Lines on Myrtle Hill Cemetery   Leave a comment

Above:  Myrtle Hill Cemetery, Rome, Georgia

Away from the bustling city below,

Away from the noisy street,

Away from life-tide’s turbulent flow,

I have sought this lonely retreat.


Sure here is one place where vice and deceit

Have fled from the people forever;

No money-grabs here to lie and to cheat,

Like those just over the river.


The streets of this city all quiet I find;

A dreadful silence is here;

The din from afar, borne hence on the wind,

Is all that falls on the ear.


‘Tis pleasant, sometimes, with nature to meet,

When weary the heart and the head;

Separation from men and silence are sweet,

E’en tho’ they’re found with the dead.


For even from graves, to the eye of our souls

The torches of Wisdom appear;

And Knowledge, in tombs, her beauties unfolds,

And Truth has her oracle there.


There is but one place, and that is the grave

Where human perfection we find;

For charity there, like the ocean’s broad wave,

Obscures their faults from the mind.


The circles of fashion, society’s grade,

No more are observed in the gloom;

And honor, and riches, and wisdom, too, fade,

So all are alike in the tomb.


Here childhood, in frailty, and manhood, in might,

Alike are helpless and weak;

And youth’s brightest face aglow with delight,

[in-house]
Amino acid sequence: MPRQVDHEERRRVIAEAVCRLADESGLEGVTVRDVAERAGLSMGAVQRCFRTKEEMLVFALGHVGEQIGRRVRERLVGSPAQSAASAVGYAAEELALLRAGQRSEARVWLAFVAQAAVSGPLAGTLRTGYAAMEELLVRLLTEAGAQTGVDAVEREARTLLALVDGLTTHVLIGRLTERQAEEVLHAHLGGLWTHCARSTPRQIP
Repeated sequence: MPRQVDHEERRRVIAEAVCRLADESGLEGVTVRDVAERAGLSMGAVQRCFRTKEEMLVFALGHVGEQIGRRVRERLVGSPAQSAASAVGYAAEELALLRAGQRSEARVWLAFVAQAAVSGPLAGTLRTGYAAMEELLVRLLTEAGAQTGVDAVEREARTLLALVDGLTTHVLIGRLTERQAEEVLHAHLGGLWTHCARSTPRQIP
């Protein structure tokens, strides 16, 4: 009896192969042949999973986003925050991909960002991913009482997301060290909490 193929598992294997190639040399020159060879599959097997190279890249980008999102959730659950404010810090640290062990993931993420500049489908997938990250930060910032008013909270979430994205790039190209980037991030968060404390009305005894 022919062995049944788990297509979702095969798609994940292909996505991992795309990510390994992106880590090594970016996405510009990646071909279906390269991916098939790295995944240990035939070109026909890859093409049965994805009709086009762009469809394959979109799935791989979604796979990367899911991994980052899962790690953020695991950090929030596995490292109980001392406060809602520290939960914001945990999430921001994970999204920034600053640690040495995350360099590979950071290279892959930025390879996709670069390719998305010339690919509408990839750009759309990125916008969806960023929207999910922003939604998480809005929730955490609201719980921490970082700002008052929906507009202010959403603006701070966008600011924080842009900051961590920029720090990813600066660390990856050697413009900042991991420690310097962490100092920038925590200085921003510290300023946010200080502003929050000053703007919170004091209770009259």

As the care-worn, sorrow-ploughed cheek.


The living ne’er visit this city so lone,

This city of graves and of gloom;

Save when some loved one’s spirit has flown,

His friends here seek him a tomb.


Lest haply it be some lover’s retreat,

Whose fair one here faded may lie;

Or kindred, or friends, who sadly here meet,

Or a curious stranger as I.


How tasteful, how fair, in her mantle of green,

Has nature enrobed Myrtle Hill!

How lovely the distant landscape is seen,

The Coosa below me–so still!


What beauties unfold on those mountains so blue,

Entwined in a nebula wreath!

The hillocks which rise to gently to view,

And the nearer-by woodland and heath!


And, with nature’s kind gifts, the tokens from hearts

Still warm with love for their dead;

The fruits of their care, the beauties of art,

All round are lavishly spread.


And yet I only am here to behold,

And the transporting scene to adore;

Other eyes there are here, but lifeless and cold,

They’ll open to beauty no more.


But sleep on, ye dead, in your darkly bright land,

The living redeemer you yet;

And fairest of all, by whose grace I now stand,

Thy worth I shall never forget.


But life, with its hopes and pleasures, always

Like a river unceasingly flows;

And the rhymster who now o’er you tunes his weak lays,

Ere long shall join your repose.


Rome, Georgia

July 4, 1881

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